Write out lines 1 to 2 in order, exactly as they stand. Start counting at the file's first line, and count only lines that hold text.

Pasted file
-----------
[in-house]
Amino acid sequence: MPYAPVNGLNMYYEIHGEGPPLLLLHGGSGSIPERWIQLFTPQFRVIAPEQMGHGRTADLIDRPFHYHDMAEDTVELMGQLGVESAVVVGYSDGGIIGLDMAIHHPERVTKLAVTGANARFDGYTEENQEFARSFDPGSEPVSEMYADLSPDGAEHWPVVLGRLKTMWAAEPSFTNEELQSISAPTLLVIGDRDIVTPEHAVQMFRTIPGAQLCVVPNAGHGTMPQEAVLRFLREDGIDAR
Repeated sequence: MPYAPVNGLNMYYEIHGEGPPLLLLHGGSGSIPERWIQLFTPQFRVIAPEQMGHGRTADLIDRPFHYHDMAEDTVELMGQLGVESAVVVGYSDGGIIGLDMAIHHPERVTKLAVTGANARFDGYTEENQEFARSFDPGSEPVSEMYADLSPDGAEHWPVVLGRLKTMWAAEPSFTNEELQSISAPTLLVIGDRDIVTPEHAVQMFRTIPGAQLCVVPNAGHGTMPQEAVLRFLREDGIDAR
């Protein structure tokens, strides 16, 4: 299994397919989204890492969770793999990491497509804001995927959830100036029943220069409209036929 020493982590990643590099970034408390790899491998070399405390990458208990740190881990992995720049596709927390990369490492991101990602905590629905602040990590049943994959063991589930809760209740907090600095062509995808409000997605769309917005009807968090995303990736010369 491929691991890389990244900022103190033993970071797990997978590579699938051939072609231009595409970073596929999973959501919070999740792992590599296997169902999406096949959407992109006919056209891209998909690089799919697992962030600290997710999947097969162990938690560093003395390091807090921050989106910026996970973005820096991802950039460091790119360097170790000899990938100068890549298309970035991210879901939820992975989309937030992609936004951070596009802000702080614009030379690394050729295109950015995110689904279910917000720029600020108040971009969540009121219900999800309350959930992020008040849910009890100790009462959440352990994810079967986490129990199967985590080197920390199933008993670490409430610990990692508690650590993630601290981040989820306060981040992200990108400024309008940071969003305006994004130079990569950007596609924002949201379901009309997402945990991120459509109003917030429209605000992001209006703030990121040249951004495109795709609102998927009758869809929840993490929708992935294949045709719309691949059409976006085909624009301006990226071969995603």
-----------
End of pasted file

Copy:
[in-house]
Amino acid sequence: MPYAPVNGLNMYYEIHGEGPPLLLLHGGSGSIPERWIQLFTPQFRVIAPEQMGHGRTADLIDRPFHYHDMAEDTVELMGQLGVESAVVVGYSDGGIIGLDMAIHHPERVTKLAVTGANARFDGYTEENQEFARSFDPGSEPVSEMYADLSPDGAEHWPVVLGRLKTMWAAEPSFTNEELQSISAPTLLVIGDRDIVTPEHAVQMFRTIPGAQLCVVPNAGHGTMPQEAVLRFLREDGIDAR